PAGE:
H8N4 A/pintail duck/Alberta/114/1979    
H9N2 A/chicken/Hong Kong/G9/1997 A/Guinea fowl/Hong Kong/WF10/99 A/Hong Kong/1073/99
A/Hong Kong/35820/2009 A/duck/Hong Kong/448/78 A/Hong Kong/3239/2008
A/brambling/Beijing/16/2012    
H9N5 A/shorebird/DE/261/2003     
H9N8 A/chicken/Korea/164/04    
H10N3 A/duck/Hong Kong/786/1979 A/duck/Hunan/S11205/2012 A/mallard/Minnesota/Sg-00194/2007  
H10N8 A/Jiangxi-Donghu/346/2013 A/duck/Guangdong/E1/2012    
H10N9 A/duck/HongKong/562/1979    
H11N2 A/duck/Yangzhou/906/2002    
H11N6 A/duck/England/1/1956    
H11N9 A/mallard/Alberta/294/1977    
H12N1 A/mallard duck/Alberta/342/1983    
H12N3 A/bar headed goose/Mongolia/143/2005    
H12N5 A/green-winged teal/ALB/199/1991    
H13N6 A/black-headed gull/Sweden/1/1999    
H13N8 A/black-headed gull/Netherlands/1/00    
H14N5 A/Mallard/Astrakhan(Gurjev)/263/1982    
H15N2 A/Australian shelduck/Western Australia/1756/1983    
H15N8 A/duck/AUS/341/1983    
H16N3 A/black-headed gull/Sweden/5/99    
H17N10 A/little yellow-shouldered bat/Guatemala/164/2009    
H18N11 A/flat-faced bat/Peru/033/2010    
Influenza B B/Brisbane/60/2008 B/Florida/4/2006 B/Malaysia/2506/2004
B/Yamagata/16/1988 B/Massachusetts/03/2010  

Influenza Background Information

Influenza (flu) is a respiratory infection in mammals and birds. It is caused by an RNA virus in the family Orthomyxoviridae. The virus is divided into three main types (Influenza A, Influenza B, and Influenza C), which are distinguished by differences in two major internal proteins (hemagglutinin (HA) and neuraminidase (NA)). Influenza virus type A is found in a wide variety of bird and mammal species and can undergo major shifts in immunological properties. Influenza virus type B is largely confined to humans and is an important cause of morbidity. Little is known about Influenza virus type C, which is not an important source of morbidity.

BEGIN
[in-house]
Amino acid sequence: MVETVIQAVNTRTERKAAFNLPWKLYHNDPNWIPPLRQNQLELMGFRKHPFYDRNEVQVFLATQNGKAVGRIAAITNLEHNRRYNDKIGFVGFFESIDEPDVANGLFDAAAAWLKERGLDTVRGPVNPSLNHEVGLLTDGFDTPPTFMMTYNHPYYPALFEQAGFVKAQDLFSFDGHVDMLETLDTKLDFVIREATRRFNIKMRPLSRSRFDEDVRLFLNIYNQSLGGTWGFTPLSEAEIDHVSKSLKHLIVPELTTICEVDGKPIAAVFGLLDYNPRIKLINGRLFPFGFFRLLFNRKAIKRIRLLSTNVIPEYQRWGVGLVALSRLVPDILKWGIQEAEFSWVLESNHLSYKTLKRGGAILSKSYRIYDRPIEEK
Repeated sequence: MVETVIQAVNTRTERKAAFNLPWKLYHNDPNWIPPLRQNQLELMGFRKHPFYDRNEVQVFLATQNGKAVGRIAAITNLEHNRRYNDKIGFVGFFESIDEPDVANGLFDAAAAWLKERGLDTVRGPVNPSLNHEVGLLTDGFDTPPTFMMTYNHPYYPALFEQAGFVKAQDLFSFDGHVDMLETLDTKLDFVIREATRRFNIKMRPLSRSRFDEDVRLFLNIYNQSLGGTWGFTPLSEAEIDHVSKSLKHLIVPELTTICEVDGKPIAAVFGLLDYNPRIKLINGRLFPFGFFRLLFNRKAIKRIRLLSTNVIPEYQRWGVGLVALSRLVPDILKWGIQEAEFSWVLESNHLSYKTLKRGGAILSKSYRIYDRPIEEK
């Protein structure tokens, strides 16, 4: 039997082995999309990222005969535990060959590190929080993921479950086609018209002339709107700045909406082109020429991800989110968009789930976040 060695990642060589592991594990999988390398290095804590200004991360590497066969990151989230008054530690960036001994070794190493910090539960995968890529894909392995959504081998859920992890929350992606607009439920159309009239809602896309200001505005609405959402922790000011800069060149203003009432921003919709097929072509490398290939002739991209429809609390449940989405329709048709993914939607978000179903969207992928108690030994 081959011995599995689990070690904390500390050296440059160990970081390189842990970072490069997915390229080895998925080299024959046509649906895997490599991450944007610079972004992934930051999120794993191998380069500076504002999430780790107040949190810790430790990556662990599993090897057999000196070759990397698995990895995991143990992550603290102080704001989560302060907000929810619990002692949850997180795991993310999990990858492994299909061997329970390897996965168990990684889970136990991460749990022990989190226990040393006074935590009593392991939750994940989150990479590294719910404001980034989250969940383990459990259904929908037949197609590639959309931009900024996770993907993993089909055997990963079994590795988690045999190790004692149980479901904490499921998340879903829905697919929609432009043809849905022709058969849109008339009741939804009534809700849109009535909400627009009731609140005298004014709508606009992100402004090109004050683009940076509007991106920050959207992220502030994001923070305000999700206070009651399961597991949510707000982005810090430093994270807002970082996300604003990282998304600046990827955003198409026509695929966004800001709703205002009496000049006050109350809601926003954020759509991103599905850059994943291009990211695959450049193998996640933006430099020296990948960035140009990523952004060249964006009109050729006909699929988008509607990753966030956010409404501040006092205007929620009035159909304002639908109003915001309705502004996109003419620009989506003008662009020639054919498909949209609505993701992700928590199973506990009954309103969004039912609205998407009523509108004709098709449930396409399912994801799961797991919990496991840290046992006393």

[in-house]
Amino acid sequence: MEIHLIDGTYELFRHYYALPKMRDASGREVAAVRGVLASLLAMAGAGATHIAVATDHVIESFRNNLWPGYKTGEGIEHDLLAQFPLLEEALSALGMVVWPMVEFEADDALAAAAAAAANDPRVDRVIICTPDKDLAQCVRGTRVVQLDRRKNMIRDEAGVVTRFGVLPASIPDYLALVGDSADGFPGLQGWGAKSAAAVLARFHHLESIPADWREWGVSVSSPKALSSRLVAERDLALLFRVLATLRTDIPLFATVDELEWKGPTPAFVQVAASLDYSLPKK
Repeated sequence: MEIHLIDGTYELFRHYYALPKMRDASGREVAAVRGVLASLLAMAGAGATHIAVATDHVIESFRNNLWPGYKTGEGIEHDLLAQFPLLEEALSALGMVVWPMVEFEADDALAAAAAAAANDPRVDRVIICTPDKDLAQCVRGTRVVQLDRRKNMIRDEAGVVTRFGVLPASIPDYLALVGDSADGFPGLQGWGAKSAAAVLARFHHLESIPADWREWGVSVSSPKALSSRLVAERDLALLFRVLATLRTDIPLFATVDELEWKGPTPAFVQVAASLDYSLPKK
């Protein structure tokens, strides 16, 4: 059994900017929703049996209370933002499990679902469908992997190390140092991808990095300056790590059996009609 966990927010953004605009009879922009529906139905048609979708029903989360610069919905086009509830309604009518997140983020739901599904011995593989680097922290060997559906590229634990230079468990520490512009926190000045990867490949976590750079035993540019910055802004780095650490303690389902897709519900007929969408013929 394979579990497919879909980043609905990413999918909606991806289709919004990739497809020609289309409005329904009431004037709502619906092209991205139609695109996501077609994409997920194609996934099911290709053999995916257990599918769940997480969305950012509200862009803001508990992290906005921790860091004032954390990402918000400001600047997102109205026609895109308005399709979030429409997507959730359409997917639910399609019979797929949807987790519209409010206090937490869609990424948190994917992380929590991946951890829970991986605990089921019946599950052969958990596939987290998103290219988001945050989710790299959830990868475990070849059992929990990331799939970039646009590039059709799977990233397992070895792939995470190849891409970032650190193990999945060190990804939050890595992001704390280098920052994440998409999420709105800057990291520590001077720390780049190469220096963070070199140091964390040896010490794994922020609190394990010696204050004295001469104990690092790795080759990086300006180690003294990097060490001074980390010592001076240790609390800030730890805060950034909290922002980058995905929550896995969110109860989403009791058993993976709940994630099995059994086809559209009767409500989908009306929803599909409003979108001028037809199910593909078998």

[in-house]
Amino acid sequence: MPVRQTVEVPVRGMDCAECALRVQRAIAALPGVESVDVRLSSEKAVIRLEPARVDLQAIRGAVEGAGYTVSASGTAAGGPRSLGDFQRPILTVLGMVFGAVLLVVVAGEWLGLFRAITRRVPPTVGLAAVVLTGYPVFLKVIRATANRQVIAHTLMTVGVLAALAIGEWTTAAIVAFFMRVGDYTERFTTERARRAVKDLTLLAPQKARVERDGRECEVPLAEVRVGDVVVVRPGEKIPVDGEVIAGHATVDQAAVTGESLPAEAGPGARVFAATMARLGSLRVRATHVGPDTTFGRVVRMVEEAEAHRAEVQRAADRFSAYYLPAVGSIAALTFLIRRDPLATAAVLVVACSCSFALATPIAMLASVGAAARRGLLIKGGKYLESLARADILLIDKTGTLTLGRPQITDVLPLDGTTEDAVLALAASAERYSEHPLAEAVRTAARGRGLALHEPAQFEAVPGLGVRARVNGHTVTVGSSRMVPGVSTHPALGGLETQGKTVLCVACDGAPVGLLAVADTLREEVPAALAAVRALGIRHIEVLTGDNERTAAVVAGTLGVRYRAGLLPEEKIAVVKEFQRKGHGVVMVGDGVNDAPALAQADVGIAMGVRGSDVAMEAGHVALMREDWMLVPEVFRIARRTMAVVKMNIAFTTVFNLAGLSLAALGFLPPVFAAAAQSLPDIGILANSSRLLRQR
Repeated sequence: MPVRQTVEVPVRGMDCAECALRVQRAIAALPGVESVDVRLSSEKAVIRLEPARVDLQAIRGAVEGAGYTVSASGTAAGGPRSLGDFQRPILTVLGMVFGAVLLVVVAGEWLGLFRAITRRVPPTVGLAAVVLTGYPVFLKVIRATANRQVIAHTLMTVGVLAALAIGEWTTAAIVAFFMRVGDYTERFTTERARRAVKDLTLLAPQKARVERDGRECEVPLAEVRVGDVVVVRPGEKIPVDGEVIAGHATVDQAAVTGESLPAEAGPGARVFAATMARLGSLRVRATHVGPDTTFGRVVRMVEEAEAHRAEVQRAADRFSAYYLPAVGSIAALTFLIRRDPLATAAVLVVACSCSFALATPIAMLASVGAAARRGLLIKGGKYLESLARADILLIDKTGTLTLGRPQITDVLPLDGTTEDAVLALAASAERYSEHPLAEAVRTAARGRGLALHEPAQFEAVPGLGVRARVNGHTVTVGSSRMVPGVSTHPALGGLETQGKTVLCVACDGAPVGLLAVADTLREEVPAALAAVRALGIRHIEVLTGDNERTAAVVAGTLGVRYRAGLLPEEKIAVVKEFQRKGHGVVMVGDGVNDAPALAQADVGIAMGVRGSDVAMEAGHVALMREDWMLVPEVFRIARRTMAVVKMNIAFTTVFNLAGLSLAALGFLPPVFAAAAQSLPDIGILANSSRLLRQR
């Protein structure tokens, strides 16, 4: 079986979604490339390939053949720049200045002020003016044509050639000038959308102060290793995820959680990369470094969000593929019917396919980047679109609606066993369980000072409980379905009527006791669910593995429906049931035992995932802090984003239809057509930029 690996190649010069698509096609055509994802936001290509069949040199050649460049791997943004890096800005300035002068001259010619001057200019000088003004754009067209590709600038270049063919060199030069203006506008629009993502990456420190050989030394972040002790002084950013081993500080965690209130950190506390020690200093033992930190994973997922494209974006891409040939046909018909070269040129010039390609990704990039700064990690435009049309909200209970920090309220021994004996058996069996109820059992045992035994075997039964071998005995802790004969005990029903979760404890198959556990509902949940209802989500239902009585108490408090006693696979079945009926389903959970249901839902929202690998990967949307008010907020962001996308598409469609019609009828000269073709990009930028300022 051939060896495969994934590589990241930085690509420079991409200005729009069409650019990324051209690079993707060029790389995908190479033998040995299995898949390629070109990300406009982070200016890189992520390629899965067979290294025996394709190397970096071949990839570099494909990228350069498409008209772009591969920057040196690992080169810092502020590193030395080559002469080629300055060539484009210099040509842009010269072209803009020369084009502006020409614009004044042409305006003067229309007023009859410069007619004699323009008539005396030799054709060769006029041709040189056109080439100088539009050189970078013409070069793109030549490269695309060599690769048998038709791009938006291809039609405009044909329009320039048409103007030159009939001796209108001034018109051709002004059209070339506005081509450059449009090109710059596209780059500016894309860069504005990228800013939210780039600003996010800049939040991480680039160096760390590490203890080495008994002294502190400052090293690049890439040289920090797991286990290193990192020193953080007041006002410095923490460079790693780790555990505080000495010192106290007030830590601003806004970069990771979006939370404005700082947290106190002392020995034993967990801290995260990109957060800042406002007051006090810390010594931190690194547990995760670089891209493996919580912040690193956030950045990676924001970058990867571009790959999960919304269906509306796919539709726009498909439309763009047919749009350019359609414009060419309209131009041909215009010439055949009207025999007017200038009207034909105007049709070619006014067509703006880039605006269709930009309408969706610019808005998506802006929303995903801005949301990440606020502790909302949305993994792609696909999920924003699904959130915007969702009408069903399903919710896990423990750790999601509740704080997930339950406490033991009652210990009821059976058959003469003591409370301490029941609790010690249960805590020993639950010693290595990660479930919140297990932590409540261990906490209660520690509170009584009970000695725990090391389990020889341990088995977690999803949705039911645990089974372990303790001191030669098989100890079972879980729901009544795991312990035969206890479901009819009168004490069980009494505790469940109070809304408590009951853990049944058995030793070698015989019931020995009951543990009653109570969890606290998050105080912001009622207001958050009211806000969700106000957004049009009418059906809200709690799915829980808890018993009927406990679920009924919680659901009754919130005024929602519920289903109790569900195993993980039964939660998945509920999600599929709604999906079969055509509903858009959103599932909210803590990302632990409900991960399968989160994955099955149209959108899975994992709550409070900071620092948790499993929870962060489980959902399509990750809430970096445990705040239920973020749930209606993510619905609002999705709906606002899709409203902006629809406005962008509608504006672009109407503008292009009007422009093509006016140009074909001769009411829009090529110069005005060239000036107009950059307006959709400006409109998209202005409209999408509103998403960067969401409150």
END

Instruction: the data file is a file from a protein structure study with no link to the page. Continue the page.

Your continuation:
Influenza A is further divided into subtypes based on differences in the membrane proteins hemagglutinin (HA) and neuraminidase (NA), which are the most important targets for the immune system. The notation HhNn is used to refer to the subtype comprising the hth discovered Hemagglutinin (HA) protein and the nth discovered neuraminidase (NA) protein. The influenza viral Hemagglutinin (HA) protein is a homo trimer with a receptor binding pocket on the globular head of each monomer, and the influenza viral neuraminidase (NA) protein is a tetramer with an enzyme active site on the head of each monomer. Subtypes are further divided into strains; each genetically distinct virus isolate is usually considered to be a separate strain.

Influenza viruses that are known to infect human include the following sub-types. H1N1 virus that caused "Spanish Flu" (A/BrevigMission/1/1918(H1N1)) and seasonal flu (A/Brisbane/59/2007(H1N1), A/New Caledonia/20/1999(H1N1), and A/Solomon Islands/3/2006 (H1N1)) and a reassorted virus (A/California/04/2009(H1N1)) that caused the 2009 swine flu outbreak; H2N2 virus that caused the "Asian Flu"; H3N2 virus that caused the "Hong Kong Flu"; H5N1 "The Bird Flu" virus (A/Anhui/1/2005 (H5N1), A/Vietnam/1203/2004, A/Vietnam/1194/2004 (H5N1), A/bar-headed goose/Qinghai/14/2008 (H5N1), A/turkey/1/2005 (H5N1), A/Indonesia/5/2005 (H5N1)) that was the world's major influenza pandemic threat until the Swine Flu Pandemic of 2009; H7N7 virus that has unusual zoonotic potential; H1N2 is currently endemic in humans and pigs; and H9N2, H7N2, H7N3, H10N7 viruses.